The best way to study for a test

December 7, 2007

Cognitive Daily dances through the research with alacrity, pointing to some research-approved methods for studying to do well on tests.

The best way? Greta and Dave Munger, the authors at Cognitive Daily, show the results that say students should study, take a month off, then study again. Cramming the night before has extremely limited benefits.

Can you apply that in class? Will your students listen to you?

The No Child Left Behind Act makes rumblings about using only research-proven methods in the classroom. If anyone ever enforces that clause, this post at Cognitive Daily better be your most visited site on the web. (They have other links, too. See “The Science of Cramming.”)

And, maybe we ought to stay up on the issue — the Mungers posted that information way back in August . . .


Pearl Harbor, 66 years ago today

December 7, 2007

This is an encore post, from a year ago. That was the last official reunion of the Pearl Harbor veterans, though I suspect a few will be there today, unofficially. New resources at the end of the post:

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Pearl Harbor, 65 years ago today

December 7, 2006
1941 AP file photo, small boat rescues victims from U.S.S. West Virginia

Associated Press 1941 file photo of a small boat assisting in rescue of Pearl Harbor attack victims, near the U.S.S. West Virginia, as the ship burns.

Today is the 65th anniversary of Japan’s attack on the U.S.’s Pacific Fleet at Pearl Harbor, Hawaii.

Our local newspaper, The Dallas Morning News, has a front-page story on survivors of the attack, who have met every five years in reunion at Pearl Harbor. Today will be their last official reunion. The 18-year-olds who suffered the attack, many on their first trips away from home, are in their 80s now. Age makes future reunions impractical.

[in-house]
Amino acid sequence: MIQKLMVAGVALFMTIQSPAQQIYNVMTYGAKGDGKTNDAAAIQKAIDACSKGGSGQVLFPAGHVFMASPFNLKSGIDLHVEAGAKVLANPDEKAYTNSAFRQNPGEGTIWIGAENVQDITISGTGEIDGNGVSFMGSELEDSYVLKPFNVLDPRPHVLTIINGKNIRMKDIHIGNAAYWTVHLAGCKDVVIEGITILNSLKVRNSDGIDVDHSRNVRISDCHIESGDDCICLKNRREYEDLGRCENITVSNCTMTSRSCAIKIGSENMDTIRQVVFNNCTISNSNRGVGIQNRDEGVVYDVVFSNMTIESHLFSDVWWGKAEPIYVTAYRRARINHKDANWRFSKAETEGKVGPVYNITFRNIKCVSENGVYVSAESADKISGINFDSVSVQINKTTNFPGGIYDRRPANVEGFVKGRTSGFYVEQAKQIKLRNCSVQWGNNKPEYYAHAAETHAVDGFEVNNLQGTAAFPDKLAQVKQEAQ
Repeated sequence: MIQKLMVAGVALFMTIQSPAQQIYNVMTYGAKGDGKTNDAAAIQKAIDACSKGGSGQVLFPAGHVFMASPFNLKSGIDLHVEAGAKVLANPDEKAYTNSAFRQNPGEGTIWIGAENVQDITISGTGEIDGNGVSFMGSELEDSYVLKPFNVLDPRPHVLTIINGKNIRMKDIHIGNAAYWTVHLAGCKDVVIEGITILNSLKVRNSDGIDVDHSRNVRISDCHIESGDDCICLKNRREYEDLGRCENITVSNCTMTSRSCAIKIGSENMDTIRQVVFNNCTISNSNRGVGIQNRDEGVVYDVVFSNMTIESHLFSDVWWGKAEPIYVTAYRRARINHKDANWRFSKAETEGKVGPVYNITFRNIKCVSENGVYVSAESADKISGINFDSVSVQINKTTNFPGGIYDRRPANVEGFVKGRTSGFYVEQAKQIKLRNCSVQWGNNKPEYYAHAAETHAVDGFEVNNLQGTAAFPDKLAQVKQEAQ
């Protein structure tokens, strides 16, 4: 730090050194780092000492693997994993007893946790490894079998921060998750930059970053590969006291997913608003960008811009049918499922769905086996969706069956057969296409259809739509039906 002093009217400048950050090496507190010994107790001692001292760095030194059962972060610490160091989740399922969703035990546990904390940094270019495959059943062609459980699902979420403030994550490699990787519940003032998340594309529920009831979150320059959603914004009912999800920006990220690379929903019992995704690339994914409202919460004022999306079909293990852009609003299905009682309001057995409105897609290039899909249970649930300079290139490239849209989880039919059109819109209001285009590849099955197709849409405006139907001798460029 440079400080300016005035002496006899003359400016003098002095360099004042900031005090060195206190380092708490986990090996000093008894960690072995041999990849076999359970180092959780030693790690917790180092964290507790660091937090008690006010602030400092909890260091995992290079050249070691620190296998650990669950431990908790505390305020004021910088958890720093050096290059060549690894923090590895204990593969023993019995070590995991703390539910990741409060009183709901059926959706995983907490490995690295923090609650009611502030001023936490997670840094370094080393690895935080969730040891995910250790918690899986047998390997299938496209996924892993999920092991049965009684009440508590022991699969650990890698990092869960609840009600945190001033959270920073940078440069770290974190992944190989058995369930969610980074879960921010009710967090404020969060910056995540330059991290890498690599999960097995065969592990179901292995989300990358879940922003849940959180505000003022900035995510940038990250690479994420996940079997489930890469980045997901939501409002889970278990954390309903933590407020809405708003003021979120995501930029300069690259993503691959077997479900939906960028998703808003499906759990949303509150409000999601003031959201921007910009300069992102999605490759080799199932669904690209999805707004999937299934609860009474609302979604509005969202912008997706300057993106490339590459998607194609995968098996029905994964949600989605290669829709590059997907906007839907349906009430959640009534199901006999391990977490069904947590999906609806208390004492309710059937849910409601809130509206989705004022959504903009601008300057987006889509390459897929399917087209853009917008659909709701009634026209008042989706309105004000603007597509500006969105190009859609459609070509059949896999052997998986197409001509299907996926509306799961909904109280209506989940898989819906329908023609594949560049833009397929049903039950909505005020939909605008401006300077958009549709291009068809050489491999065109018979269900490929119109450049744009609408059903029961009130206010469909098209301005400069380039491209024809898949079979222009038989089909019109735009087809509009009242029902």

From the article:

“We’re like the dodo bird. We’re almost extinct,” said Middlesworth, now an 83-year-old retiree from Upland, Calif., but then – on Dec. 7, 1941 – an 18-year-old Marine on the USS San Francisco.

Nearly 500 survivors from across the nation were expected to make the trip to Hawaii, bringing with them 1,300 family members, numerous wheelchairs and too many haunting memories.

Memories of a shocking, two-hour aerial raid that destroyed or heavily damaged 21 ships and 320 aircraft, that killed 2,390 people and wounded 1,178 others, that plunged the United States into World War II and set in motion the events that led to atomic bombings of Hiroshima and Nagasaki.

“I suspect not many people have thought about this, but we’re witnessing history,” said Daniel Martinez, chief historian at the USS Arizona Memorial. “We are seeing the passing of a generation.”

Another article notes the work of retired history professor Ron Marcello from the University of North Texas, in Denton, in creating oral histories from more than 350 of the survivors. This is the sort of project that high school history students could do well, and from which they would learn, and from which the nation would benefit. If you have World War II veterans in your town, encourage the high school history classes to go interview the people. This opportunity will not be available forever.